Woods vs. Phil Mickelson didn’t really count. While Lefty will be remembered for carving out a Hall of Fame career in the Tiger era, with 33 victories, 16 of them with Tiger in the field, five of them major championships, we get that Tiger had no rival, not in the most historic sense.


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Phil never reached No. 1, was never named PGA Tour Player of the Year, never won a money title and never dueled with Woods on Sunday on the back nine of a major with the title on the line.  Still, it doesn’t diminish his standing as the best player not named Tiger Woods over the last 20 years. It’s a feat so noteworthy it makes him one of the game’s all-time greats.

We’ve been waiting for an honest-to-goodness rivalry since Faldo and Norman took turns ruling at world No. 1 and dueling in big events, including the back nine of multiple majors. 

In the '70s, we had Nicklaus-Watson. In the '60s, it was Nicklaus-Palmer. In the '40s and '50s, it was Hogan, Snead and Nelson in a triumvirate mix, and in the '20s and '30s we had Hagen and Sarazen.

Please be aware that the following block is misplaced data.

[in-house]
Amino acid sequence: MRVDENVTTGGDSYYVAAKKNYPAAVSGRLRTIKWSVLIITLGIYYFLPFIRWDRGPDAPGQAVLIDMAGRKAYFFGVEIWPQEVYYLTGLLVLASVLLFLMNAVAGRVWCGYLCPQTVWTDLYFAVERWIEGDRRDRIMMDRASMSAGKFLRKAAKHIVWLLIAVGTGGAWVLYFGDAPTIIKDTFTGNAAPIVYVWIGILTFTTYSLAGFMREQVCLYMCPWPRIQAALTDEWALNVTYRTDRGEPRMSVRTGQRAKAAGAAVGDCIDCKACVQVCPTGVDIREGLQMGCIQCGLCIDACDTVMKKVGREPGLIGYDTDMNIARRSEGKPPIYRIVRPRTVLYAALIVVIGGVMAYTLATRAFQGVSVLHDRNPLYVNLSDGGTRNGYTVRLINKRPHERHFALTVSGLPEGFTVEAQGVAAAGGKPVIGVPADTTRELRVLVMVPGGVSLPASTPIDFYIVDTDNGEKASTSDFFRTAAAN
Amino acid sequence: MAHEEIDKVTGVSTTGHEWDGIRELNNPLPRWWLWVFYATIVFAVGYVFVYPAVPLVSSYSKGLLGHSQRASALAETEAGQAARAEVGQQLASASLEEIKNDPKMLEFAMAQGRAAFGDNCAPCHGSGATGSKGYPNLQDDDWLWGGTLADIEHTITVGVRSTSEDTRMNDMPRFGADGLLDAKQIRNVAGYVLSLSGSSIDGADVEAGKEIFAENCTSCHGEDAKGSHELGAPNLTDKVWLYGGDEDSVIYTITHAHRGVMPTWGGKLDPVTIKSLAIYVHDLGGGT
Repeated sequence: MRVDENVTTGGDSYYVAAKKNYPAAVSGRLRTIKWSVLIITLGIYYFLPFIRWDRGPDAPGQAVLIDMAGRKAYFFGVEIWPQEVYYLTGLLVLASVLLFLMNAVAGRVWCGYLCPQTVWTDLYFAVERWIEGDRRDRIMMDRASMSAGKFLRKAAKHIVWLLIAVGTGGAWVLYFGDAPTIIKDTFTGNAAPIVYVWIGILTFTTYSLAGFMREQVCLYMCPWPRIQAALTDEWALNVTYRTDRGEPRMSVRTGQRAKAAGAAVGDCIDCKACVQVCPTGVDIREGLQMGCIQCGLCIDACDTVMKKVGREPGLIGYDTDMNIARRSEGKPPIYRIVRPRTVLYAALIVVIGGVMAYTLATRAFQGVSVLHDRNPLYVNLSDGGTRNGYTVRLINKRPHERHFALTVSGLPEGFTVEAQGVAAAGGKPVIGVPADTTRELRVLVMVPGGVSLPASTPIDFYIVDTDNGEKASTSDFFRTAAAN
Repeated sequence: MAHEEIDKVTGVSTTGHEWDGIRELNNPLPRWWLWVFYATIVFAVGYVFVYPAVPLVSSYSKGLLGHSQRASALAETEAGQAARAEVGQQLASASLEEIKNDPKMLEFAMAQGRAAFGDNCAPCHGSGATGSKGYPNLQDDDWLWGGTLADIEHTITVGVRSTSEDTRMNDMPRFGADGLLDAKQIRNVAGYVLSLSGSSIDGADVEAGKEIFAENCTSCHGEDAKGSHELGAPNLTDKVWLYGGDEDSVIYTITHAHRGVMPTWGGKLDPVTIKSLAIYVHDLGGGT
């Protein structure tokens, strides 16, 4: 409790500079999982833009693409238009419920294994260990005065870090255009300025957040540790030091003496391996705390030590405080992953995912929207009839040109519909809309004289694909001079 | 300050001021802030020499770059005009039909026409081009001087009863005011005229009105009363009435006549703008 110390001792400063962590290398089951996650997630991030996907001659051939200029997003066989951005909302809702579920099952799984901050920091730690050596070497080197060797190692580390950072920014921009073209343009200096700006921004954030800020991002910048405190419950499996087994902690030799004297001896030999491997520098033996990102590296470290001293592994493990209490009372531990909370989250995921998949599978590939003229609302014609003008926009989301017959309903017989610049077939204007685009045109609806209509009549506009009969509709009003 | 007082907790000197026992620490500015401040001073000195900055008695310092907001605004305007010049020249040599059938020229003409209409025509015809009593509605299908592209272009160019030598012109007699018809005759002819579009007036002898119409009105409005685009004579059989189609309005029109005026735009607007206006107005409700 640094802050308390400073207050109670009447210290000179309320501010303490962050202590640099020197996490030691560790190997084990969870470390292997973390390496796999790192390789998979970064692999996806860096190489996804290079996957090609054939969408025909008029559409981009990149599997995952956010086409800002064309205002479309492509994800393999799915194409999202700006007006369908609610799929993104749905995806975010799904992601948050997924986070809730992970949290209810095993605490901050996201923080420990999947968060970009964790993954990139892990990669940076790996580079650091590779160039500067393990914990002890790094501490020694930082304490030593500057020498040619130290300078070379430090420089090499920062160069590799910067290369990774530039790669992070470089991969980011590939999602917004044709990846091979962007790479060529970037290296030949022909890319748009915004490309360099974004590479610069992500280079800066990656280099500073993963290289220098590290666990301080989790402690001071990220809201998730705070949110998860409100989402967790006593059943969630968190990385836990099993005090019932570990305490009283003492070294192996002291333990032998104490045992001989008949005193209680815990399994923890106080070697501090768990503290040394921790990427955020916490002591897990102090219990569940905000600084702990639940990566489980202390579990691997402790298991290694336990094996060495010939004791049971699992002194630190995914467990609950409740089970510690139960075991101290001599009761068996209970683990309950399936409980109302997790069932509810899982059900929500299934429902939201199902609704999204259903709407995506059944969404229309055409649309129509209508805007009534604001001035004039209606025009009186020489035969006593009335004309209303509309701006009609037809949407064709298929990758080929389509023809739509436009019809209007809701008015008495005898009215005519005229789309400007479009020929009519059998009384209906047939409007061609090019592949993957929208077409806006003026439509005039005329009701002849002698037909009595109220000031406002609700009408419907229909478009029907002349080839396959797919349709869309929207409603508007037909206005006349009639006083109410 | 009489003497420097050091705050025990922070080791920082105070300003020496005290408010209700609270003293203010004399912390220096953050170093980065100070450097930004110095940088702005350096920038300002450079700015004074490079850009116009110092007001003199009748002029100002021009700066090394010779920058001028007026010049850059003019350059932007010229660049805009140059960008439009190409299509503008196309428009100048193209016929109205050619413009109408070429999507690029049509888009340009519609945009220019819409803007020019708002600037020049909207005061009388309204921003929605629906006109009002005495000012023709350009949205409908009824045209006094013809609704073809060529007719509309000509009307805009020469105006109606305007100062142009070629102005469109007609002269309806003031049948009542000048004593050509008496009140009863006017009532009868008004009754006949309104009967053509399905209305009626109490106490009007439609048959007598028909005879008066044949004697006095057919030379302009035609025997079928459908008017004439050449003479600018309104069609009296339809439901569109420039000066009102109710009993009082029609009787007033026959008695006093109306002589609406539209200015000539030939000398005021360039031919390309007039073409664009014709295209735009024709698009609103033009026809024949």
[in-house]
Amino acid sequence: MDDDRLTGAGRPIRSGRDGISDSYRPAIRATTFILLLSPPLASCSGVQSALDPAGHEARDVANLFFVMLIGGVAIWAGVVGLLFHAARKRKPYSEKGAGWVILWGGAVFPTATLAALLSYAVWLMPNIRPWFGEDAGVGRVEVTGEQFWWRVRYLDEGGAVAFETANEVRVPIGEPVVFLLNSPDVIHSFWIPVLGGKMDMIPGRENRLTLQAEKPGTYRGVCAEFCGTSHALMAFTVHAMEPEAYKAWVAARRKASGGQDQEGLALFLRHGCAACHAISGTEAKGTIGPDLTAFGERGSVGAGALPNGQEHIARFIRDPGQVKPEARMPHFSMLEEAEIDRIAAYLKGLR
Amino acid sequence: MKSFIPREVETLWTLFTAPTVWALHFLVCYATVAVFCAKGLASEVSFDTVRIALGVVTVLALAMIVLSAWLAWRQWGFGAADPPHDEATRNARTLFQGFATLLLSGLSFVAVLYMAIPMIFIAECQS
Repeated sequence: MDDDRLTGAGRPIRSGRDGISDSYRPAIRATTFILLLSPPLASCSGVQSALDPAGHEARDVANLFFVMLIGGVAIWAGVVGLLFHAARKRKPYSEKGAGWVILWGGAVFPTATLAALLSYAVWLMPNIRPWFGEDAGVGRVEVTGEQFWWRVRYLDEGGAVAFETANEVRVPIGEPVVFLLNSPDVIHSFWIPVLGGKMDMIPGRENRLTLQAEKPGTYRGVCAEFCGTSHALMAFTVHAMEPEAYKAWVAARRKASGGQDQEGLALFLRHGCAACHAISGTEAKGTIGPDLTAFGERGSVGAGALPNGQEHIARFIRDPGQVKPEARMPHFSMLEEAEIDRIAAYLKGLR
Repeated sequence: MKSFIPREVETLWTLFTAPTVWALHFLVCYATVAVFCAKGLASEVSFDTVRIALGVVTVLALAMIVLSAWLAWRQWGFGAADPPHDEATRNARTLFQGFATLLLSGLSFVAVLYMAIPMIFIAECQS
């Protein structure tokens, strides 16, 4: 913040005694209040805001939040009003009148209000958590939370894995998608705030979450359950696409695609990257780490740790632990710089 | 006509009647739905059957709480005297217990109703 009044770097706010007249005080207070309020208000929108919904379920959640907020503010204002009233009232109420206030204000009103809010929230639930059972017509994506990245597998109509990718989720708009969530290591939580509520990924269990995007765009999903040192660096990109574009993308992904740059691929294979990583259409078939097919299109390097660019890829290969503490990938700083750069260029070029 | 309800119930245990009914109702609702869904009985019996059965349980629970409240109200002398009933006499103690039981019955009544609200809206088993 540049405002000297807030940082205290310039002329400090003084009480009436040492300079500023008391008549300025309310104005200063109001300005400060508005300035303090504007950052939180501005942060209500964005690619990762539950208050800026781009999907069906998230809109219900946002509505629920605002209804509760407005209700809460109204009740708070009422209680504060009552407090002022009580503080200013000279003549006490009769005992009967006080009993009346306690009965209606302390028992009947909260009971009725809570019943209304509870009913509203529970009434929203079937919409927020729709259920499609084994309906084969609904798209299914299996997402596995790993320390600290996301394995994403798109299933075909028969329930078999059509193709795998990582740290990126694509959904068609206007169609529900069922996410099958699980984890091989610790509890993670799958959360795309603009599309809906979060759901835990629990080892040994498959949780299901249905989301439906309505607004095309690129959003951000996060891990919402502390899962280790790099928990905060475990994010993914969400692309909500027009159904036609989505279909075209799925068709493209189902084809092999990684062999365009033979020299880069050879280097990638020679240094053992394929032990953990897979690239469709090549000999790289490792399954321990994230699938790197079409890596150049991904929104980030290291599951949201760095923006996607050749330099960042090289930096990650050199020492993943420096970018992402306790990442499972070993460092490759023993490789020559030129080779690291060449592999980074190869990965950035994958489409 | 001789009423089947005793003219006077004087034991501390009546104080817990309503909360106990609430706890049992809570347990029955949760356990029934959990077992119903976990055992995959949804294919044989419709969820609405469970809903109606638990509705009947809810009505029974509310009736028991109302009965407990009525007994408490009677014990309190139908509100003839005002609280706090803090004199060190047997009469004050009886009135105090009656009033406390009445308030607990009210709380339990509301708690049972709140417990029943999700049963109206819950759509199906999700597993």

While dominance is the magic ingredient that can break a sport out of its niche, a dynamic rivalry is the next best elixir.

Dustin Johnson looks capable of dominating today’s game, but there’s so much proven major championship talent on his heels. It’s hard to imagine him consistently fending off all these challengers, but it’s the fending that would captivate us.

Johnson vs. McIlroy would be a fireworks show. So would Johnson vs. Thomas, or Thomas vs. Day or McIlroy vs. Rahm or Fowler vs. Koepka ... or any of those combinations.

Spieth is a wild card that intrigues.

While he’s not a short hitter, he isn’t the power player these other guys are, but his iron game, short game, putter and moxie combine to make him the most compelling challenger of all. His resolve, resilience and resourcefulness in the final round of his British Open victory at Royal Birkdale make him the most interesting amalgam of skill since Lee Trevino.

Woods vs. any of them? Well, if we get that, we promise never to ask for anything more.

So, if that cosmic calendar up there isn’t filled, how about it? How about a year of rivalries to remember?

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McIlroy: 2018 may be my busiest season ever

By Will GrayJanuary 15, 2018, 6:28 pm